It’s been hard to ignore the ominous game of nuclear chicken currently ongoing between the totalitarian government of North Korea, which successfully tested an upgraded intercontinental ballistic missile on Wednesday morning local time, and the U.S., which is currently led by a belligerent lightweight with an extremely limited understanding of nuclear strategy. That goes double for the state of Hawaii, one of the easier potential targets in a doomsday scenario, and which has begun renewed tests of its nuclear early-warning system.
Per the New York Times, Hawaii will resume tests of its Attack Warning Tone siren, a “wailing tone” that will play for “about 50 seconds on the first business day of every month, beginning on Dec. 1.” A similar system is already tested on the same dates for hurricanes or tsunamis, the paper noted, but the nuclear alert system has been offline since the mid-1990s, after the end of the Cold War.
In the video below, Vern Miyagi of Hawaii’s Emergency Management Agency instructs residents that upon hearing the tone, they should “take immediate shelter. Get inside, stay inside, stay tuned.”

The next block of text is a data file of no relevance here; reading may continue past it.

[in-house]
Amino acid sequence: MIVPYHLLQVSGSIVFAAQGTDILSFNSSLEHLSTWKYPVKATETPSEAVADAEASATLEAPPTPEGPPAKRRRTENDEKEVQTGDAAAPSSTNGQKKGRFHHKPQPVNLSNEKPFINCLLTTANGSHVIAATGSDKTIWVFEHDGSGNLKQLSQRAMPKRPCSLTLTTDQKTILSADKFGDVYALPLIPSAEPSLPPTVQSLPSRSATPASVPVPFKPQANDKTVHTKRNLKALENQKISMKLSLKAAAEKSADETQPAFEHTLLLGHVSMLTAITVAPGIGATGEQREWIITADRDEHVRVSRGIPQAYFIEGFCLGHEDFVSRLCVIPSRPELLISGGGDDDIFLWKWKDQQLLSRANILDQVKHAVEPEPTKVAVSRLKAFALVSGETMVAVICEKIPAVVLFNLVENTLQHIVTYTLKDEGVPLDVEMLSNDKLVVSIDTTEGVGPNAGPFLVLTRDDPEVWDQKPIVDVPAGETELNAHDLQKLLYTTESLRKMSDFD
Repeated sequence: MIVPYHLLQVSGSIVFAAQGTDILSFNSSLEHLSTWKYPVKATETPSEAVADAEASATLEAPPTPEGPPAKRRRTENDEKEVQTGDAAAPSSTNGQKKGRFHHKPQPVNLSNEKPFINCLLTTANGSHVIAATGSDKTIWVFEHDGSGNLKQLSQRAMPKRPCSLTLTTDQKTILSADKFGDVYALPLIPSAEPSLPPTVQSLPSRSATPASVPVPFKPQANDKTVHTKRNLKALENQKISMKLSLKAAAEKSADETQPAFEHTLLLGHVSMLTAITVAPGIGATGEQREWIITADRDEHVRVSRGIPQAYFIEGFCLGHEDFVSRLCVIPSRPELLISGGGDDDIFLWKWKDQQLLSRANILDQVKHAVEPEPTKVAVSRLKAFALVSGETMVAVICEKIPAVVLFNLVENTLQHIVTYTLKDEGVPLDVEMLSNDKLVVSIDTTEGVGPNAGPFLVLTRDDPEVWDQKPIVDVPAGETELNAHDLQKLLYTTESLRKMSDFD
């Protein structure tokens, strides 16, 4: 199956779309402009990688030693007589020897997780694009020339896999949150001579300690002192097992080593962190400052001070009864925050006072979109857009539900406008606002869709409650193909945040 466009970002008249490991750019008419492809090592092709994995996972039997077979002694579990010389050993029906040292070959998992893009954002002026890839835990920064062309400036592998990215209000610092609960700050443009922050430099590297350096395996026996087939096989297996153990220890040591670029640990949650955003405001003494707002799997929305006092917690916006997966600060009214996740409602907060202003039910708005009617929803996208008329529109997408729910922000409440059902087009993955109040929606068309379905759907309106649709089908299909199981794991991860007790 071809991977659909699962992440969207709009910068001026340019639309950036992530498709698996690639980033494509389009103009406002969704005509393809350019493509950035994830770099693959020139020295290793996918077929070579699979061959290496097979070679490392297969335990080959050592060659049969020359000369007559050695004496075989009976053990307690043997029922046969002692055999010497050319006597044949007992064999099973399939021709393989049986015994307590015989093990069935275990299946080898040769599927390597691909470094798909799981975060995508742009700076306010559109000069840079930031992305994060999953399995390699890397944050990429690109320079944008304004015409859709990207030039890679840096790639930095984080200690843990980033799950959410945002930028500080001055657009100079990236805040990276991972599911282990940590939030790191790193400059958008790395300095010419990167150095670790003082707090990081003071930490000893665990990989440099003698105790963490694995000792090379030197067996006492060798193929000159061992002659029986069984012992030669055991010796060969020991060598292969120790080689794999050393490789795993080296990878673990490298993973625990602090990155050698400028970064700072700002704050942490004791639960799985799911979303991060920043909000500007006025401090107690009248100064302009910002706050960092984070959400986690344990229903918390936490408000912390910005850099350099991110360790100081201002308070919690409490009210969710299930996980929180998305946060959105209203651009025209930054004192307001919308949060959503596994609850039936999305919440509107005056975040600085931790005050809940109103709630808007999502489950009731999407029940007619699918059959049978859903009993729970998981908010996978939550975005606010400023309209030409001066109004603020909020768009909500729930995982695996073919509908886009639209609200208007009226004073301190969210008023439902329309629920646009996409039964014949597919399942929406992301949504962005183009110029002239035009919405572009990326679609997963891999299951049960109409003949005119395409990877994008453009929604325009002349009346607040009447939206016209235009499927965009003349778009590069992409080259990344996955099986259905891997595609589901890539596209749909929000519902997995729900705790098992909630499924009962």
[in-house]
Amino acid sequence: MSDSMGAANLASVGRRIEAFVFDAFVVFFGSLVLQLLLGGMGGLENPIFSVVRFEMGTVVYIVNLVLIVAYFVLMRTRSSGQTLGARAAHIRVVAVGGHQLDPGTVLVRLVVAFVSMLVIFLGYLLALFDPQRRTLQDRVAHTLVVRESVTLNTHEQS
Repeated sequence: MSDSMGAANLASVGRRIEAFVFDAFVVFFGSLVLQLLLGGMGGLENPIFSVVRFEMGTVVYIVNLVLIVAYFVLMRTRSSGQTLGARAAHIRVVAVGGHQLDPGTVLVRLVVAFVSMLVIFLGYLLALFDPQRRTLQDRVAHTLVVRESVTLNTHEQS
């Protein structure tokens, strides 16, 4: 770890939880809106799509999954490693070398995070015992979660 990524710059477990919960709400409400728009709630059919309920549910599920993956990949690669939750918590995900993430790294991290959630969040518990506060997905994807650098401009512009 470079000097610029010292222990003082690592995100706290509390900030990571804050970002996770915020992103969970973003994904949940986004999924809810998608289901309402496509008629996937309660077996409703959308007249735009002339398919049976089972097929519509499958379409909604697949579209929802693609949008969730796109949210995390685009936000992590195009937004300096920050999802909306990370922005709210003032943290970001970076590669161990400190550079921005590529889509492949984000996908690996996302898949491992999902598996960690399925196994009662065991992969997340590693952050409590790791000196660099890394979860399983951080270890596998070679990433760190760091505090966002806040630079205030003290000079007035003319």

Though state officials insist that an actual attack on Hawaii is very unlikely, they have quietly begun preparations to determine the possible impact of an attack on the area, the Washington Post reported in September. Spoilers: It’s not great, with a high likelihood double-digit portions of the population would be killed immediately and advice for survivors largely limited to advice on stockpiling supplies and avoiding radioactive fallout. According to planning documents, “There are currently no designated shelters in the State of Hawaii at this time.”
Lest anyone enter a full-blown panic, it’s important to remember that similar drills were common throughout the U.S. during the Cold War, which notably did not end in a nuclear armageddon. Still, it’s yet another disquieting sign of the progress of North Korea’s nuclear arsenal.
The missile North Korea tested on Wednesday achieved an unprecedented altitude of 2,800 miles (4,500 kilometers) and flew a distance of roughly 600 miles (965km). North Korea bragged the new missile was capable of striking the mainland continental U.S.—a troubling assessment backed by the Union of Concerned Scientists, which did note it remains likely the missile was not capable of carrying an actual warhead that far. While North Korea is likely exaggerating the capabilities of its missile systems for bargaining power, they’ve nonetheless caught up at a troubling pace.